If I were to ask of you: "Jane Fonda, Lindsay Lohan and Felicity Huffman are starring in a film together, whom do you think gave the most memorable performance," you would not likely answer, "Obviously, Lindsay Lohan, that high-talent little spitfire," and that is where you would be wrong. For it is indeed Ms. Lohan who gives the incredibly misbegotten Georgia Rule the closest thing it has to an actual spark.
Indeed, one might say if one were cruel that this is the role Lohan has been practicing for all her life: an oversexed, drugged-out, foul-mouthed teenager with a vast sense of entitlement named Rachel Wilcox. But there's more to it, I think, than just history's greatest Method performance. In these latter days of absent panties, crude Blackberry manifestos and video captures of cocaine use, it's easy to forget that she is actually a great actress when she sets her mind to it (which she has done but once; but she was so perfect in Mean Girls that even two decades years hence, when I'm watching a burned-out fucked-up LiLo playing the Shelly Winters role in a remake of Cleopatra Jones, I will sigh in the knowledge that a mere 25 years ago, she was destined to be the Next Big Thing). Her performance in Georgia Rule is not great, but it is good. It's just kind of hard to tell because of the repellent screenplay, which renders her character virtually unplayable (for most of the second hour, we have no idea at any given point if Rachel is lying or not about the film's central crisis, neither do we care).
That is, to be sure, a problem that Fonda and Huffman have to deal with as well; Fonda plays Georgia Randall, a snarky old lady in a tiny Idaho town who is "sassy" in that soullessly clinical way that Hollywood prefers: why, she says "fuck!" And old ladies don't say "fuck!" Ergo, she is sassy! Just look at her no-nonsense way of dealing with problems by hosing down people who cause her problems! Sadly, Fonda is perfectly content to coast on this most joylessly mechanical of character arcs. And I must ask: why has she come out of retirement now, to spoil the purity of a career that involved roles in Klute and Julia and even the better-than-it-really-is Barbarella, for scripts like this and Monster-in-Law? She can't need the money, and it's obviously not for the love of acting.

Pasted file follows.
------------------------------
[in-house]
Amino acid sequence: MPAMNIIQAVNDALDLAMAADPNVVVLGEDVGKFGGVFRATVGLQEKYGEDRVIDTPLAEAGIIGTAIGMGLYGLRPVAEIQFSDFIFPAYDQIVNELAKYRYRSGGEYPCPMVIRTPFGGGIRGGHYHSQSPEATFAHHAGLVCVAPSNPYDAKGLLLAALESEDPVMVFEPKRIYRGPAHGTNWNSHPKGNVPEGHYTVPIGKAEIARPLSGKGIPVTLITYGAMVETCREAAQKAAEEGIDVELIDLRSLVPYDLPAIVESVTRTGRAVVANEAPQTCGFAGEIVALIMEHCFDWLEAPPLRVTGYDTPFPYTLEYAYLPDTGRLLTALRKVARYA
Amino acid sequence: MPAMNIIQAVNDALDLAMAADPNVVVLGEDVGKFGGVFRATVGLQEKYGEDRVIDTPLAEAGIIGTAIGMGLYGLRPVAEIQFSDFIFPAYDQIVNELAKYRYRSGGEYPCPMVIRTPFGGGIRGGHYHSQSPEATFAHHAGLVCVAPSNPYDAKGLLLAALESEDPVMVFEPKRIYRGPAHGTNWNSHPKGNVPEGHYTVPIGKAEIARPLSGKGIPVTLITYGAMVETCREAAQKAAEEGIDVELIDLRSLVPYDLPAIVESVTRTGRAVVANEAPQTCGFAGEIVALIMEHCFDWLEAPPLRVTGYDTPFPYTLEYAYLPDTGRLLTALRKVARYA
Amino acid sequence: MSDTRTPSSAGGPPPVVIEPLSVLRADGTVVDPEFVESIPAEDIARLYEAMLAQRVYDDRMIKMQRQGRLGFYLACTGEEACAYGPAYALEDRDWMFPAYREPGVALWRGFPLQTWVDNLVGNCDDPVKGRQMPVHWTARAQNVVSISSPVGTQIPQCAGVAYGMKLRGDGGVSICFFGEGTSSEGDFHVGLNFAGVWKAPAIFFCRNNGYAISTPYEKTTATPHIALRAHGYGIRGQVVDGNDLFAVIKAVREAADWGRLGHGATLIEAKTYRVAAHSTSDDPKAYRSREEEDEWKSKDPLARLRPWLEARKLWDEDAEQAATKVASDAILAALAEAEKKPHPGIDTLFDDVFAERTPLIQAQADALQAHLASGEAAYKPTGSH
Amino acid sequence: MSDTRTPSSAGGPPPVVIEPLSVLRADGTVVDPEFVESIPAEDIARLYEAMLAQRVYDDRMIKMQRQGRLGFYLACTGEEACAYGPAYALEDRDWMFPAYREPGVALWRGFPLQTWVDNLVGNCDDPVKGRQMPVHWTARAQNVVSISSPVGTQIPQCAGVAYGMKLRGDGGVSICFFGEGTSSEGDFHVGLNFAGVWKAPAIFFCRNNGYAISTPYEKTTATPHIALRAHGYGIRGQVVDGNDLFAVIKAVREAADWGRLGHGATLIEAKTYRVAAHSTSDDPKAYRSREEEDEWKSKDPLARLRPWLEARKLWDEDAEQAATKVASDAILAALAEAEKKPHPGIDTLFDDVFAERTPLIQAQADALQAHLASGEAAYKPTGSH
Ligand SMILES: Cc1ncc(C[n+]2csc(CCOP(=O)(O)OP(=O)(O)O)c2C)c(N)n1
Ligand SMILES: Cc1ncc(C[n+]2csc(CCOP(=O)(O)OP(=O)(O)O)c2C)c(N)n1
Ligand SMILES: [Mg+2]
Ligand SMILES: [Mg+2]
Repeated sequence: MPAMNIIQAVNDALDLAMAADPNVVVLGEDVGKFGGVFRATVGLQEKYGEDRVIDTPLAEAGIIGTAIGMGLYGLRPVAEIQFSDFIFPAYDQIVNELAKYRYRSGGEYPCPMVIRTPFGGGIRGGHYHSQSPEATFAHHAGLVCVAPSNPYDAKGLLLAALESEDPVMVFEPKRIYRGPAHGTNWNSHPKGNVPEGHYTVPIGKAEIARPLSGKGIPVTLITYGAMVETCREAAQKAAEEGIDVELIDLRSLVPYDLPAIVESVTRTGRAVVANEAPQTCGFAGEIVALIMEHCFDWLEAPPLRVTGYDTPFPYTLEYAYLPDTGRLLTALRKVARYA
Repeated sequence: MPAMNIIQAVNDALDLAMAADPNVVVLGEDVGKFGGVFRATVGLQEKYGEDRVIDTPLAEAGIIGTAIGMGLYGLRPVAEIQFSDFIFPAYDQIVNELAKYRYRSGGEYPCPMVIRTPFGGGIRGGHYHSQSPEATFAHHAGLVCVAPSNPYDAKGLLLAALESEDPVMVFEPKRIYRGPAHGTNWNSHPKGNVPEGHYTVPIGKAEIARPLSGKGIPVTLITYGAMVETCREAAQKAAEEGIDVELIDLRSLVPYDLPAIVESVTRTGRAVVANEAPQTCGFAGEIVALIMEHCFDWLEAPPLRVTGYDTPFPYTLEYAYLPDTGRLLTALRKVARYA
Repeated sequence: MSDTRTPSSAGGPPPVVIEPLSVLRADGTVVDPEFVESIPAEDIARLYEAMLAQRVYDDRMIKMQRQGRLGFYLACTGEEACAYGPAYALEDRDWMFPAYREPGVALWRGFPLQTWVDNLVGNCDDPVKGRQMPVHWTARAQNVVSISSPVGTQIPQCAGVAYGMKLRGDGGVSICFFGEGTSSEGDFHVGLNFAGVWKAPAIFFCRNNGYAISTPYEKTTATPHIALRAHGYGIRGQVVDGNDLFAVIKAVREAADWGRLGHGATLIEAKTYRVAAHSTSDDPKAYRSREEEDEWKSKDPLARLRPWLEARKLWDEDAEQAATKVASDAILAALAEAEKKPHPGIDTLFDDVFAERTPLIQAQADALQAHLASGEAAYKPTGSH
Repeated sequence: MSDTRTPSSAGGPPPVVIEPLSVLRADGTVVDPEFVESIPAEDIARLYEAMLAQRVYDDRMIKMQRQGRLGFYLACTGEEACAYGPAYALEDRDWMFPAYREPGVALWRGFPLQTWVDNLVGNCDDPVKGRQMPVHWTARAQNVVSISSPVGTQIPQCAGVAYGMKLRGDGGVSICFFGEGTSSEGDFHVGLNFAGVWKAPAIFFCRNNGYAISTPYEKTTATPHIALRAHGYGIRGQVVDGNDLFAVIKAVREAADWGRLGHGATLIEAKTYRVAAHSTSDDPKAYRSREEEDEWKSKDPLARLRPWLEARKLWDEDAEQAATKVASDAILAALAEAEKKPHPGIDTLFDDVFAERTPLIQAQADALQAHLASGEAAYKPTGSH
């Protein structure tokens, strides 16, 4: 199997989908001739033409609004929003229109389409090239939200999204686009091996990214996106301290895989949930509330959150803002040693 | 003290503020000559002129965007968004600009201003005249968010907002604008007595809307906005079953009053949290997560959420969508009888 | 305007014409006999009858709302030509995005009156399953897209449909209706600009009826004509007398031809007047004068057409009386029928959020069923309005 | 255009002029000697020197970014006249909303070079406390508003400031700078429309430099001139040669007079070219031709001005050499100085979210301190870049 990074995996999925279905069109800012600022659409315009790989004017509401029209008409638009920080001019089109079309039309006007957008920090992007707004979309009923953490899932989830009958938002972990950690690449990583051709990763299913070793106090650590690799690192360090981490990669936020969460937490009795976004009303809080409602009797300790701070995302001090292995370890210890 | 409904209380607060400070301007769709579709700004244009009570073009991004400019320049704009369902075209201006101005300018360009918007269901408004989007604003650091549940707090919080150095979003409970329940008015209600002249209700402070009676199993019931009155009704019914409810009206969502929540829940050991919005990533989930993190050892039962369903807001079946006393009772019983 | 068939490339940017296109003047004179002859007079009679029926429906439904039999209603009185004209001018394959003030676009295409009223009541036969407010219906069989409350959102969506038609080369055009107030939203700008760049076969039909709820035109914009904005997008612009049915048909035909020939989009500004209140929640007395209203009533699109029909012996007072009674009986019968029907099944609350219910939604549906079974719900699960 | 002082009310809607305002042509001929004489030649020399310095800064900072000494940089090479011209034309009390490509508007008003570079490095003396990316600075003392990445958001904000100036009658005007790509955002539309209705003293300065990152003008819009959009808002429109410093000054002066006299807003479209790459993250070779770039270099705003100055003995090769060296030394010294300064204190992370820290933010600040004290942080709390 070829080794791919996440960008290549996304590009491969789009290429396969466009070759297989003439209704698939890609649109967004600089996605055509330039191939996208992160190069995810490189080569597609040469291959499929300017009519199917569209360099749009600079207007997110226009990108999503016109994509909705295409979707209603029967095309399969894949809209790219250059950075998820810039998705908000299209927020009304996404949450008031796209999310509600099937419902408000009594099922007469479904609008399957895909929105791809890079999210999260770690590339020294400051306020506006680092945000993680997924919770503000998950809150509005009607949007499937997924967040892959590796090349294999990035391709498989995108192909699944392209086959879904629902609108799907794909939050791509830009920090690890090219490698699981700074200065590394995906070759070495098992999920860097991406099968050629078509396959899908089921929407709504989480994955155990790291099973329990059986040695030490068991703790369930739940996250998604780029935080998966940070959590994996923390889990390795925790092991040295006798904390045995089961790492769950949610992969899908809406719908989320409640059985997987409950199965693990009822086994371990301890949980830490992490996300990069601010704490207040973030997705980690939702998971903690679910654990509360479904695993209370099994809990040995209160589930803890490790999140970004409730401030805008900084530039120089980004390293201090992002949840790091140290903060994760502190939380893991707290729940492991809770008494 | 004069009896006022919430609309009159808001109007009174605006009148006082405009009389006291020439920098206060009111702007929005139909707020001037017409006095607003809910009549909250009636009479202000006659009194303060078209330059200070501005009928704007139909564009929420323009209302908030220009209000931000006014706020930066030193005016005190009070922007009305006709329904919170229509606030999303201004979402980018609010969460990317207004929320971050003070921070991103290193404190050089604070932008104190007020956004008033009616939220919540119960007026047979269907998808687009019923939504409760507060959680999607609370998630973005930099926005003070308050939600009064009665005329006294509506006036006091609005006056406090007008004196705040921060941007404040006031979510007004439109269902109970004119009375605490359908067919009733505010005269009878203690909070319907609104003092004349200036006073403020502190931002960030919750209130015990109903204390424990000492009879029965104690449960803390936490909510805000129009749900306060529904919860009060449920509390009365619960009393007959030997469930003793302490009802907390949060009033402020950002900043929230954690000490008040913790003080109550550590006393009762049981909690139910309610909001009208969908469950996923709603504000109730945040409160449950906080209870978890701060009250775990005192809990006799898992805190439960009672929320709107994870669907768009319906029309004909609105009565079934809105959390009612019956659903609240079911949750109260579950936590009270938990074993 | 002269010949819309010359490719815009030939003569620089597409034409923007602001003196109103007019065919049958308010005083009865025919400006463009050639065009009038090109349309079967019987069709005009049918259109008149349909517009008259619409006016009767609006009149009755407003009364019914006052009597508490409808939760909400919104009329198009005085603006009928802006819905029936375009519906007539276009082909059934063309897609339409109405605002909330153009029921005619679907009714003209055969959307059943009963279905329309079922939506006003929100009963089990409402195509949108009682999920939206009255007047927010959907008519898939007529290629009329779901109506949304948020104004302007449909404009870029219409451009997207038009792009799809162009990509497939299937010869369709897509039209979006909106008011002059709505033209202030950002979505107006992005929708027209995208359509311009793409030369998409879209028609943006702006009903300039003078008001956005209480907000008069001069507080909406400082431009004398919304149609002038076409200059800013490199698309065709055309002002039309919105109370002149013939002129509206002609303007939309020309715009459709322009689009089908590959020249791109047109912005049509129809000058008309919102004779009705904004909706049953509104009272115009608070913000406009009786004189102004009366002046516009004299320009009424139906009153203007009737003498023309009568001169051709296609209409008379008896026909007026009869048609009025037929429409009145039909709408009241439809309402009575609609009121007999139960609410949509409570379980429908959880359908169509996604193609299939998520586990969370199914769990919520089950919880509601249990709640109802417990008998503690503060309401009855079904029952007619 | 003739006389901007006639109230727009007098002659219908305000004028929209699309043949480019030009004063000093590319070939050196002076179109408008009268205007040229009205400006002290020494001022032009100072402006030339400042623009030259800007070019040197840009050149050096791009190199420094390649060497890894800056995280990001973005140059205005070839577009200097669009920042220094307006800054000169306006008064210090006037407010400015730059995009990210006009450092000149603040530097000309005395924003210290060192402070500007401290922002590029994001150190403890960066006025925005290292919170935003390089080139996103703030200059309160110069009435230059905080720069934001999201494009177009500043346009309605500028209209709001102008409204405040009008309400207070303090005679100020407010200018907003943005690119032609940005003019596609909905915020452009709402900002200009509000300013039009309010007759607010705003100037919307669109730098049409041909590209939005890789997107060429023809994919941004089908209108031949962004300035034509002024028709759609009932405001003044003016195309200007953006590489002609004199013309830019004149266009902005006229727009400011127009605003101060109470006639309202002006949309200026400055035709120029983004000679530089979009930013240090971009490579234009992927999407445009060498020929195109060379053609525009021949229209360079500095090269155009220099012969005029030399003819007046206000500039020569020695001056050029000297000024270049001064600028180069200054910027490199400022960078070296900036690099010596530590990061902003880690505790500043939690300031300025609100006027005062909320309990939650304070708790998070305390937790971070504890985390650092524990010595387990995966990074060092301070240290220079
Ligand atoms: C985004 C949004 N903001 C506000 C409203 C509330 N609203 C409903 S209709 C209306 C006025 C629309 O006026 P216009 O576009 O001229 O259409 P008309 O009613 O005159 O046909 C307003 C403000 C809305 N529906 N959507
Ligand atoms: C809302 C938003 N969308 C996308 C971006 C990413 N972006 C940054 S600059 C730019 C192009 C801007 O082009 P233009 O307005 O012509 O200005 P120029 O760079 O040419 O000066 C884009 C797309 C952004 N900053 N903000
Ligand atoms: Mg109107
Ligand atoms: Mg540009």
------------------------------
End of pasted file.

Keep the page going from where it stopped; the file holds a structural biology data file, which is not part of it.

A propos of people who don't love acting: Felicity Huffman, one of my very favorite American actresses of the modern age, whose every performance is a nimble blend of ditziness and pathos. Until here. Huffman's disgust for this film and her role and her costar leaps off the screen. It is curdling. She mumbles and plays her drunk scenes far too broadly (and they are legion: she plays an alcoholic) and the whole thing is just an embarrassing shambles. And yet somehow I still walked out of the theater with my love for her intact, because if I were in that film, I hope I'd have been the same.
So what is this horrible story that I keep hinting at around the edges? Nothing less than: a fluffy comedy about a young woman who was repeatedly raped by her stepfather.
Here's the thing: Garry Marshall is a very consistent director, whose movies are not the product of a great artist but of a very proficient commercial craftsman. His films lack all personality, but they are all the exact same: a naughty twinkle sitting atop a resolutely unchallenging story about good people getting good things with not too much effort. Add a splash of vanilla pop music from about five years ago. Reinforce social norms, and serve.
That's a fine approach to making infinite variations on romantic comedies, but Georgia Rule is not romantic, and it is not comic. It is kind of horrifying and disturbing, actually, to see the chipper sentimentality of a Garry Marshall film married to a story about three generations of women who mistrust each other so fully that a mother is entirely unsure if her daughter is being honest or not when she lays the aforementioned rape bombshell down early on in the proceedings.
That is the core issue of the film, which it never ever rises above. A miserable comedy. Hooray. I spent a great deal of the film laughing, but it was always a nervous laughter, a kind of "dear God, is that actually happening onscreen?" The script is already imbalanced, trying to marry a horribly unpleasant story with a lark about small towns, but Marshall's presence pushes it into the Twilight Zone. I felt frankly creepy during the bulk of it, the parade of shiny happy people laughing and being clever and naughty while somewhere, there was going on a story about a familial breakdown so complete and traumatizing that I can imagine Ingmar Bergman directing the story. Whatever Garry Marshall's undeniable talents may be, dour Scandinavian nihilism is not likely to ever be counted among them.
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